Agree – attainable. For some. But even those scores are cherry-picked. As you said – they wouldn’t participate unless they wanted to win the award – and therefore that could have a lot to do with the scores – causal? correlated?

      And… with roughly 5 million businesses in the US with over 500 employees (per http://www.census.gov/econ/susb/) 5,000 is roughly .1% of all businesses – that’s what I would consider the “outlier” factor I mentioned.

      I do think the number can be higher – but still – there little data that suggests it can/should/could be.

      Is higher better? Sometimes, more is just more.

  3. kd says:

    The right # is clearly the car number of your favorite NASCAR number.

    I’ll take little E driving the “88”….

  4. Becki G says:

    For whatever reason I am drawn to the idea of voter participations in elections. Just like work-the people running our government have impact on our lives. Why wouldn’t a person want to be engaged simply to protect their self interest and be as informed as possible about things? I kinda believe the same “muscle” is needed for both.

    Using this same thinking…..It seems that employee engagement should at least match voter participation. I would also argue that the state with the lowest average is baseline–Hawaii in 2012 at 44.2% turnout. That kinda lines up perfectly with your 40% number.

    States that are higher may have more campaigns to get people vote or may have “big issues” up for vote thus getting more participation than usual (related to Hawthorne idea–any change will make a change).

    Lastly, I would argue that our country is a perfect example of how “effective” a company can be with 40% engagement. Fairly functional (even certain areas are profitable)–but kinda super far from perfection.

    Thanks for getting me thinking…again!
    Voter data taken from: http://elections.gmu.edu/Turnout_2012G.html

    • Paul Hebert says:

      Interesting connection there – I’m guessing there is similar psychology at work. If just enough people vote (or are engaged) the system works – fall below a certain threshold it falls apart. Now you have me thinking.

  5. Jon Williams says:

    We focus more on the trend than the absolute figure. Our scientist and data person here did a blog post a while ago on a very similar topic – http://blog.cultureamp.com/employee-engagement-up-20-in-2011

    The trend is really important. Pitching for annual increases in engagement can create some really odd behaviour in organizations.

    Year on year companies services and product lines will change. So how you measure and move engagement will need to change too. Having a core index of engagement questions is key to being able to see the trend. However, being able to adapt and ask the right questions (i.e. what acutally *drives* engagement) is just as important and often overlooked.

    • Paul Hebert says:

      However, wouldn’t changing the questions and the measures also nullify previous data? Isn’t that like measuring someone’s height one year and then their weight and then their body mass index and trying to determine if they are healthy? Seems to me that changing the questions and the interventions would make it nearly impossible to draw any conclusions worth their salt.

      • Jon Williams says:

        You’re right. Particularly on your “index” of engagement. Thing like being proud to work here, recommend to others. These tend to be very fixed, although I’d argue they’d still need to evolve over a long, long horizon to stay relevant.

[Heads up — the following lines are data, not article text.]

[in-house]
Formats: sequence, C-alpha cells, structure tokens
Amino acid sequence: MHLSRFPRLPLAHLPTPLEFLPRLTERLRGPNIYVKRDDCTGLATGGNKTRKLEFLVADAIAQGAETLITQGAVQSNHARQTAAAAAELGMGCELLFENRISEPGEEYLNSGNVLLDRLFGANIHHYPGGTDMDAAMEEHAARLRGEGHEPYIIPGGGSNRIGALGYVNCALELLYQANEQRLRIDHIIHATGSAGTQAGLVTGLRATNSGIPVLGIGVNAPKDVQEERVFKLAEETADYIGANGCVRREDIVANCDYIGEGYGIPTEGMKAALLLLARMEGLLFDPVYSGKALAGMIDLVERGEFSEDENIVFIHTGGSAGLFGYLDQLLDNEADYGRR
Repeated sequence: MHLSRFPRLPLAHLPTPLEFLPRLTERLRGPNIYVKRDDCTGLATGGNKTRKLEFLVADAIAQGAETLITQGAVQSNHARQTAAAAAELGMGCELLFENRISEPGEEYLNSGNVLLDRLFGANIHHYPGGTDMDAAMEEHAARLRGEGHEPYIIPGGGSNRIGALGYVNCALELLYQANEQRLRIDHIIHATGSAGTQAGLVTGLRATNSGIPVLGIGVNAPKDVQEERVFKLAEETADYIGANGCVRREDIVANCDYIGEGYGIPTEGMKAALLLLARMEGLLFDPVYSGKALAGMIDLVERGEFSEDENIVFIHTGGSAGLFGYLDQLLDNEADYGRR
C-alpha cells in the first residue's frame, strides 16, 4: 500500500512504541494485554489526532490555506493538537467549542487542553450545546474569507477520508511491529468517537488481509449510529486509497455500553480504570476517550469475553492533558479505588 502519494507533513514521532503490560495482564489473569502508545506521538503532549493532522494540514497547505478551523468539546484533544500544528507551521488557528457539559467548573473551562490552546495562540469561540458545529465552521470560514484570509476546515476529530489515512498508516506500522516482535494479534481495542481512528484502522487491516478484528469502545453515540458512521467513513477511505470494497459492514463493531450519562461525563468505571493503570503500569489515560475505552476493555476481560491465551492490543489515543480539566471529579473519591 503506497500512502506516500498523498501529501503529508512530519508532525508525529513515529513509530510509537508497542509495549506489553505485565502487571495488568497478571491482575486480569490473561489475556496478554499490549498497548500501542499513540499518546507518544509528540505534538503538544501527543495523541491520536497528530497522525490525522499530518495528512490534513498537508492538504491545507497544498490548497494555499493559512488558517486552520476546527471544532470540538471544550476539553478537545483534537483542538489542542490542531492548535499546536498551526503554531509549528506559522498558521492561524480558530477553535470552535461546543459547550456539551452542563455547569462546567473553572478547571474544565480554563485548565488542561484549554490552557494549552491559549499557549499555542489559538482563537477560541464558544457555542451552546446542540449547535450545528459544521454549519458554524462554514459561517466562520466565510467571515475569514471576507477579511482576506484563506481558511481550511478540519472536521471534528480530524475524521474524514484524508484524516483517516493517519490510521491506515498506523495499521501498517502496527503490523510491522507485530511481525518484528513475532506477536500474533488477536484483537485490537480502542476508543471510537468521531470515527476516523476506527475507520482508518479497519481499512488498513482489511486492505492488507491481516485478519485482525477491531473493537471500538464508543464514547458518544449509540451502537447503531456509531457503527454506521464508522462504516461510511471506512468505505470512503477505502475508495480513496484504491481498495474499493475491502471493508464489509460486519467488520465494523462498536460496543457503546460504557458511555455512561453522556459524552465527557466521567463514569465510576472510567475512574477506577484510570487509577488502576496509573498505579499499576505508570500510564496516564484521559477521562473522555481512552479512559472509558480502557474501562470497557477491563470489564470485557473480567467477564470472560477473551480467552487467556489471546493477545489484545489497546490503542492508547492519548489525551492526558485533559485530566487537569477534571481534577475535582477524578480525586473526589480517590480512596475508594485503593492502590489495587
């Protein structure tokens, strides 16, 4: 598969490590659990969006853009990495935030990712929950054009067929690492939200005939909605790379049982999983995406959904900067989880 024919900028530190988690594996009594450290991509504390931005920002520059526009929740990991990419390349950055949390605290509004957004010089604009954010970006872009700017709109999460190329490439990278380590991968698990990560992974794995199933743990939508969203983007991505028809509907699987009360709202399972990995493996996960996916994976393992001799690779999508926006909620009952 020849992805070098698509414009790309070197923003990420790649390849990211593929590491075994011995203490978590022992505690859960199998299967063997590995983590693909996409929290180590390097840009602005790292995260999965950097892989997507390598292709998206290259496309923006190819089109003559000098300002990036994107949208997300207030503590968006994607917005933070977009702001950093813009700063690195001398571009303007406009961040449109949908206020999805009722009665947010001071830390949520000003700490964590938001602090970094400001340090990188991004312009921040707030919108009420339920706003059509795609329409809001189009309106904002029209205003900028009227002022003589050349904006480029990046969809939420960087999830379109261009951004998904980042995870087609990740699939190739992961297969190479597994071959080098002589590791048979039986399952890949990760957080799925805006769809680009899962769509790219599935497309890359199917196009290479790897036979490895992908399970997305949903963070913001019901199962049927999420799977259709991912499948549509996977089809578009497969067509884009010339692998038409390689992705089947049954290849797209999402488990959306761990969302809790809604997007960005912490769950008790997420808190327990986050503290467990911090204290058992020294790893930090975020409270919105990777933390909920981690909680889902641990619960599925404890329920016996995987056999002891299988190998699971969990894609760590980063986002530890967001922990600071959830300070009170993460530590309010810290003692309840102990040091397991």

However, there are also questions that drive engagement. Do you feel your pay is fair? (this rarely drives engagement btw) Do you get the right feedback from your manager? Do you believe in the vision of the senior leaders? This will change and regular pulses on different topics can help.

        To keep the metaphor – you keep tracking your BMI, but you might find you’re also tracking how that’s impacted by calories, steps taken, hours of sleep. What you track might depend on the circumstances and what works.

        For example, you might want to focus on Manager Effectiveness. Or you could be moving to new offices. The data you gather needs to adapt to the conditions and your focus as an organization.

  6. If engagement levels maxed out at 40%, it would spell doom for many industries. Hospitality, for instance—imagine if you arrived at a nice hotel for your honeymoon and only 4 out of 10 employees cared about you during your stay. Or the manufacturing industry—high disengagement can cause on-the-job accidents and lowered productivity, and that’s just for starters.

    While 100% engagement may not be realistic, shouldn’t it be the goal? High turnover and disengagement may be unavoidable in industries like fast food or retail, but the 40% figure must be improved some organizations simply won’t succeed.

    • Paul Hebert says:

      I don’t know – can an engaged employee still provide quality service? Probably. They could treat me like gold and then go steal the shampoo and soap. Not sure if engagement is a precursor to quality service. Even the studies today admit they are correlated but necessarily causal.

      And you ask the same question – should 100% engagement be a goal? Is it even a realistic one? Even possible? That’s my quandry.

  7. Greg Harris says:

    The idea that only 40% of the world’s workforce is engage-able is as ludicrous as it is depressing. Proactively architecting culture is hard work. But degree of difficulty should never reduce us to organizational fatalism.

    It’s true that companies with >80% engaged employees are in the minority. Even if only 3% of workplaces are highly engaged, it’s still a worthy pursuit. Should we tell entry level employees NOT to aspire to a six figure salary because only 3% of American workers attain it? Or should we tell our high school-age children NOT to play sports because only 3% will go on to play in college?

    Becoming an “outlier” is a worthy pursuit.

    • Paul Hebert says:

      Greg – you know I want the highest number possible. You also know that not everyone can earn 6 figures. You wouldn’t tell someone who has zero chance either due to education, training or other skill deficit that they should pursue that goal. You’d adjust accordingly – set expectations.

      And I have had the conversation with kids who play sports about setting realistic and reasonable goals related to their athletic dreams – and in most cases – the answer isn’t to stop playing but adjust the reason for playing.

      Neither here nor there – but the question is this when it comes to engagement…

      At what point does the juice not justify the squeeze? Is that 40% or 60% or what? And if I could get it to one of those numbers would the return be worth it?